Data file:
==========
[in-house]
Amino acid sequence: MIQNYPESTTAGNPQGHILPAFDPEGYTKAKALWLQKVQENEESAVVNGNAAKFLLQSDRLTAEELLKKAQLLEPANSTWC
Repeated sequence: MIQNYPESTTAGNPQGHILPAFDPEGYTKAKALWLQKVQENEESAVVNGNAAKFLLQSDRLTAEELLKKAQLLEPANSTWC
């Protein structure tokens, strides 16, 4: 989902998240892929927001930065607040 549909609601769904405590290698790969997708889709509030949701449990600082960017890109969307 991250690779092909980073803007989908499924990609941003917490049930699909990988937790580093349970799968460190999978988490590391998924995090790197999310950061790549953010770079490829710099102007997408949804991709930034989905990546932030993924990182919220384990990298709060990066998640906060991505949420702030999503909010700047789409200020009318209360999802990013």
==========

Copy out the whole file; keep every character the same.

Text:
[in-house]
Amino acid sequence: MIQNYPESTTAGNPQGHILPAFDPEGYTKAKALWLQKVQENEESAVVNGNAAKFLLQSDRLTAEELLKKAQLLEPANSTWC
Repeated sequence: MIQNYPESTTAGNPQGHILPAFDPEGYTKAKALWLQKVQENEESAVVNGNAAKFLLQSDRLTAEELLKKAQLLEPANSTWC
């Protein structure tokens, strides 16, 4: 989902998240892929927001930065607040 549909609601769904405590290698790969997708889709509030949701449990600082960017890109969307 991250690779092909980073803007989908499924990609941003917490049930699909990988937790580093349970799968460190999978988490590391998924995090790197999310950061790549953010770079490829710099102007997408949804991709930034989905990546932030993924990182919220384990990298709060990066998640906060991505949420702030999503909010700047789409200020009318209360999802990013």